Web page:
Lynne D. klemmeR
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Mixed Media Paintings from Kitsune: Ghosts and Shadows series
Lynne's work is featured at our Concord gallery, May 14 - June 23, 2020.
“A taut relationship between color & line & surface & depth, that speaks for the dualism of flatness and illusionistic space...that characterizes the best modern paintings.” — Stuart Davis, American Abstract Painter
This explains what I am trying to achieve in my work. However, I feel equally vested about imbuing some aspect of spiritualism and mysticism such is expressed in aboriginal works. After 10 years or so, I worked exclusively on my Inuit Influences series. Having loved the simple, heartfelt sensibilities of Inuit art most of my life I was excited to explore their arts and merge them with themes or specific works of my favorite 20th century artists.
This series began after a trip to Japan in 2018. In the beginning, I integrated Japanese images with Inuit ones. But eventually the melding seemed forced. I then exclusively used the mythological fox, Kistune – the messenger of the god Inari – to be the spiritual force in this series. Ghosts and shadows explain the illusiveness of this fascinating character.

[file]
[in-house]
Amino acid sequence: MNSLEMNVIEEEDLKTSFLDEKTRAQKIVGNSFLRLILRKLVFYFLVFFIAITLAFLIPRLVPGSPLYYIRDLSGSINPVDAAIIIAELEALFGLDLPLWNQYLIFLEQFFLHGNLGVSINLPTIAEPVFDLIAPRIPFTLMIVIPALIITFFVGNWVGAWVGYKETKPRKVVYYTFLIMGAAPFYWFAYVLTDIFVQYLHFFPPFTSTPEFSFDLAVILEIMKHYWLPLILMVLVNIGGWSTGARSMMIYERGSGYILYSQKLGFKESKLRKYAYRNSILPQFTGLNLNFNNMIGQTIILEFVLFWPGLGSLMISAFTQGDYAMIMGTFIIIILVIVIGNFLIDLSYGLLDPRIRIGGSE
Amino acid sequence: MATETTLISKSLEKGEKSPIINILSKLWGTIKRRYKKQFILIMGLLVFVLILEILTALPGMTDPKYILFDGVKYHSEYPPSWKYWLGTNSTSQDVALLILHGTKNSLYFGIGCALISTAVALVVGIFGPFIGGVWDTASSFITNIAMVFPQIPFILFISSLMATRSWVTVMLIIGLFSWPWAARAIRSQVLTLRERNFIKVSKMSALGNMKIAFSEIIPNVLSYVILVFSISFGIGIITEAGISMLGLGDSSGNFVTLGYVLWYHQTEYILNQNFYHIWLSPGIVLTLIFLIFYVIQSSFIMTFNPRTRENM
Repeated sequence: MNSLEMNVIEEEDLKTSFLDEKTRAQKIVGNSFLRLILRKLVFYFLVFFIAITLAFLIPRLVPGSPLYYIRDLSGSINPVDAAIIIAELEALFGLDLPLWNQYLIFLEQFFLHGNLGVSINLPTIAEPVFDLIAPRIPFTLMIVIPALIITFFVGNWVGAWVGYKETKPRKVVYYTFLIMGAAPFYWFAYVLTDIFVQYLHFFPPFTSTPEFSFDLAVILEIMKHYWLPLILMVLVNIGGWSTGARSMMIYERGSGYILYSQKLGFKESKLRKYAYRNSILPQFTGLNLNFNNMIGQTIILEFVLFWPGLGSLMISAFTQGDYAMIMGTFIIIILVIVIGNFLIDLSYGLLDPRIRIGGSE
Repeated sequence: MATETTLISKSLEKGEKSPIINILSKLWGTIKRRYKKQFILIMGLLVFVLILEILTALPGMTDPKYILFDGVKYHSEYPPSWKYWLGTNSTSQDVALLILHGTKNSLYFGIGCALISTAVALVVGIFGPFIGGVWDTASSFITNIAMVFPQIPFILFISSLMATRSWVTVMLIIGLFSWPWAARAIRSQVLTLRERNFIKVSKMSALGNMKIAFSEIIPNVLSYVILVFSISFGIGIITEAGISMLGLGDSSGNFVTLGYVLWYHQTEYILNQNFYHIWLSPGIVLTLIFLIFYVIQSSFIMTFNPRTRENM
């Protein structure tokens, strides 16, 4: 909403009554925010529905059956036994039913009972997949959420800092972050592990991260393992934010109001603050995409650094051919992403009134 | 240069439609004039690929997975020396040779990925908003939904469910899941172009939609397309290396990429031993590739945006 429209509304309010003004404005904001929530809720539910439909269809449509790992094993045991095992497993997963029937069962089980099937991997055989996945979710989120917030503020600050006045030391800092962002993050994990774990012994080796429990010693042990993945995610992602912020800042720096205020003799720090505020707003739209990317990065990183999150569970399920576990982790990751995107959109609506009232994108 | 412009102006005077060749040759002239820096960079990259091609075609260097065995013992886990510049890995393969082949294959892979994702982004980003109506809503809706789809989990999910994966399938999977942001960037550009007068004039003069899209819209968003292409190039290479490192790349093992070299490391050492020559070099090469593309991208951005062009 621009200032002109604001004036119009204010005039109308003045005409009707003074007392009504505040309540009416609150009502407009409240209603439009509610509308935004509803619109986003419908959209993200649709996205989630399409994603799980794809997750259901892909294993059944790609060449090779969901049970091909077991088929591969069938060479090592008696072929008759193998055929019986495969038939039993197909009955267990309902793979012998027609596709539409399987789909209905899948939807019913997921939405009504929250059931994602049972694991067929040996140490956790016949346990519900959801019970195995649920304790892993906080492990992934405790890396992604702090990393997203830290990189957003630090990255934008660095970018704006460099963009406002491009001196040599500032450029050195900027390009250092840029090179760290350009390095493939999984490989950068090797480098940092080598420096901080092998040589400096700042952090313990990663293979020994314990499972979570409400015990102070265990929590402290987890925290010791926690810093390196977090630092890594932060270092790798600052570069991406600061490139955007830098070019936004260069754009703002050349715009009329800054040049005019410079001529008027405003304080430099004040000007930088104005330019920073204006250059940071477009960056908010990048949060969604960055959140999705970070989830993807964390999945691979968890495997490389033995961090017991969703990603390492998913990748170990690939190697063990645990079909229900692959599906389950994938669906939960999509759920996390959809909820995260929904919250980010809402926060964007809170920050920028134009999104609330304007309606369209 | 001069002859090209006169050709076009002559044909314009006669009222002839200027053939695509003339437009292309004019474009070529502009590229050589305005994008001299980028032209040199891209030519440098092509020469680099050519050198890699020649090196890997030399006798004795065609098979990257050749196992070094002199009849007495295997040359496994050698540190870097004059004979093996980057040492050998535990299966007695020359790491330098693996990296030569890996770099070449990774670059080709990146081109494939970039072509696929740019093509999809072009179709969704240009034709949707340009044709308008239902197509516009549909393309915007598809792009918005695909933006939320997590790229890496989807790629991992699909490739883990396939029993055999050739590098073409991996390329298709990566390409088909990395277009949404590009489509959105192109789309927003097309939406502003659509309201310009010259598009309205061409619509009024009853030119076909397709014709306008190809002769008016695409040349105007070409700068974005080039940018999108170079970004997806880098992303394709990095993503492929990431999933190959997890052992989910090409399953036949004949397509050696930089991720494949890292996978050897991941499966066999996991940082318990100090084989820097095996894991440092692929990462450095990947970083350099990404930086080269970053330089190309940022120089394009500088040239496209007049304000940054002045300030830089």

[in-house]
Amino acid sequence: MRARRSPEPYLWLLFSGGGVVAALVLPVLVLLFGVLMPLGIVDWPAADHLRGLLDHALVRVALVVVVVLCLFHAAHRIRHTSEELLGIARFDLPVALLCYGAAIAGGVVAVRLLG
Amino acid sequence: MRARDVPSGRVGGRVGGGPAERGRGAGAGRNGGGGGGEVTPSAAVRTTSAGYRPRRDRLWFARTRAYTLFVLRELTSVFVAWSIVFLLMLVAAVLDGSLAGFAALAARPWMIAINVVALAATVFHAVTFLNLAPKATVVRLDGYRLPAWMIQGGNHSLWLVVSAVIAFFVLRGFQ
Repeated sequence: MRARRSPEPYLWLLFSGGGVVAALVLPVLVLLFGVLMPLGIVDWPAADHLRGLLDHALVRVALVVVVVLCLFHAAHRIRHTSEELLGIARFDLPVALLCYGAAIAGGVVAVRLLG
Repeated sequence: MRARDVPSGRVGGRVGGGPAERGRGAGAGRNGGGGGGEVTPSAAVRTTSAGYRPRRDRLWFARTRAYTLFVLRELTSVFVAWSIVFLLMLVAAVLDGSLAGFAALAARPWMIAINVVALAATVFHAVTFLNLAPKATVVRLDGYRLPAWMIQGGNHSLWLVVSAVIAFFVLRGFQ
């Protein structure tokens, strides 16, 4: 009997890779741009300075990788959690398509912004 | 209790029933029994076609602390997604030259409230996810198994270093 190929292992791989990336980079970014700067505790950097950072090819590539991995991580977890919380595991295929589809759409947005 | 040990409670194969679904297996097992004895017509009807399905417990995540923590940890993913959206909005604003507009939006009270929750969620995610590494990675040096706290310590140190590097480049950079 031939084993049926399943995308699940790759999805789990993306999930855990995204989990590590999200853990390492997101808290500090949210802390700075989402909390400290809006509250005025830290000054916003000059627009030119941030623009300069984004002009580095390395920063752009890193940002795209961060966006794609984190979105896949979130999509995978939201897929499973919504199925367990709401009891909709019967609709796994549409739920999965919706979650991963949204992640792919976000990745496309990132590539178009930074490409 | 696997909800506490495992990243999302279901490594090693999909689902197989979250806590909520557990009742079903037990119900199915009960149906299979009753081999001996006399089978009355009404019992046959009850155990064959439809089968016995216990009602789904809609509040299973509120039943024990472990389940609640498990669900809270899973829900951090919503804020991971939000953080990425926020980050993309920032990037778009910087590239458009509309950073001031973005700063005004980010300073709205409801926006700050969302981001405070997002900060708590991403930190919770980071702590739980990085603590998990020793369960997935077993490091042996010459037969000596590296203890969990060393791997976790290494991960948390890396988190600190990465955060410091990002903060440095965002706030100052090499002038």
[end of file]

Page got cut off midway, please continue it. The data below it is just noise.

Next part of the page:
Three artists impacted this series: Kiyoshi Saito (1907-1997), Paul Klee (1879-1940) and Stuart Davis (1892-1964). Saito (1907-1997) was a grand master of Japanese 20th C. prints. You see his impact in the two framed works with a horizontal landscape format, #10 and #11. After doing using his “Garden, Autumn, Aizu for the basis of more than six works, I returned to using artists that have had a great impact on me, Klee and Davis.
I can rarely make many paintings using the same color scheme. Truly, most of my work can usually be characterized by the use of color. What motivates me is to explore the endless ways color can be used to create a strong composition and convey a unique ambience.
Bio: LYNNE D KLEMMER is s a studio art graduate of Skidmore College (BS). She also graduated from New England School of Art and Design where she studied Environmental/Interior Design. While keeping up with her painting she has had careers in architectural interiors and landscape design. For the last 10 years she has been working in her studio full time. Animals and plants have always been a passion. She has an intensive small garden and many types of pets. She and her husband have a growing collection of Inuit art. She has always been drawn to folk art and all manner of aboriginal art. Inuit images have been influential throughout her artistic career. Lynne is a represented artist at Three Stones Gallery.